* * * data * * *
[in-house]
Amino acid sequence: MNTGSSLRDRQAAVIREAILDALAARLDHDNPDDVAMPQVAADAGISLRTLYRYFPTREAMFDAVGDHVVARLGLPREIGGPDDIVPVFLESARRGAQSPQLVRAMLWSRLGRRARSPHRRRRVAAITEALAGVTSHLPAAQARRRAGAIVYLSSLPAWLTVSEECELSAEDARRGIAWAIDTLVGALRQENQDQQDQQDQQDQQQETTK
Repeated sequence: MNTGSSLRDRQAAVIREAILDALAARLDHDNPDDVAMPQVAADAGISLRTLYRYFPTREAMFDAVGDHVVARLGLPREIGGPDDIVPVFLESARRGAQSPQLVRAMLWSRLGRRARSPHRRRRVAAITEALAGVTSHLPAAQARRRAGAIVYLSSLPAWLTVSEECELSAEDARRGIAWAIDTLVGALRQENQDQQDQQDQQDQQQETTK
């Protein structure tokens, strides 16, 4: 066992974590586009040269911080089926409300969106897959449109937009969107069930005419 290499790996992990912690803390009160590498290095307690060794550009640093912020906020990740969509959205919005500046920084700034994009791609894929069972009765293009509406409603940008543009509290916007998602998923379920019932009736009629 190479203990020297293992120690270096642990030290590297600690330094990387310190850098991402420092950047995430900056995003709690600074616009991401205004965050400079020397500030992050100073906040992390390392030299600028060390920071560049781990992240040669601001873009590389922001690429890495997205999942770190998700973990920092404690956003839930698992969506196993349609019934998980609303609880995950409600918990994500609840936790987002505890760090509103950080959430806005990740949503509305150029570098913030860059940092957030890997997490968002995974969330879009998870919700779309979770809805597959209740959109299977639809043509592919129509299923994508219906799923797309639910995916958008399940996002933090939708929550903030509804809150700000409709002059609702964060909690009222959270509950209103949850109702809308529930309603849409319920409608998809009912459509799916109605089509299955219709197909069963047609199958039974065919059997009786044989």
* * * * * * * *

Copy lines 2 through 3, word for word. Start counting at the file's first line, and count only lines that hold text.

Amino acid sequence: MNTGSSLRDRQAAVIREAILDALAARLDHDNPDDVAMPQVAADAGISLRTLYRYFPTREAMFDAVGDHVVARLGLPREIGGPDDIVPVFLESARRGAQSPQLVRAMLWSRLGRRARSPHRRRRVAAITEALAGVTSHLPAAQARRRAGAIVYLSSLPAWLTVSEECELSAEDARRGIAWAIDTLVGALRQENQDQQDQQDQQDQQQETTK
Repeated sequence: MNTGSSLRDRQAAVIREAILDALAARLDHDNPDDVAMPQVAADAGISLRTLYRYFPTREAMFDAVGDHVVARLGLPREIGGPDDIVPVFLESARRGAQSPQLVRAMLWSRLGRRARSPHRRRRVAAITEALAGVTSHLPAAQARRRAGAIVYLSSLPAWLTVSEECELSAEDARRGIAWAIDTLVGALRQENQDQQDQQDQQDQQQETTK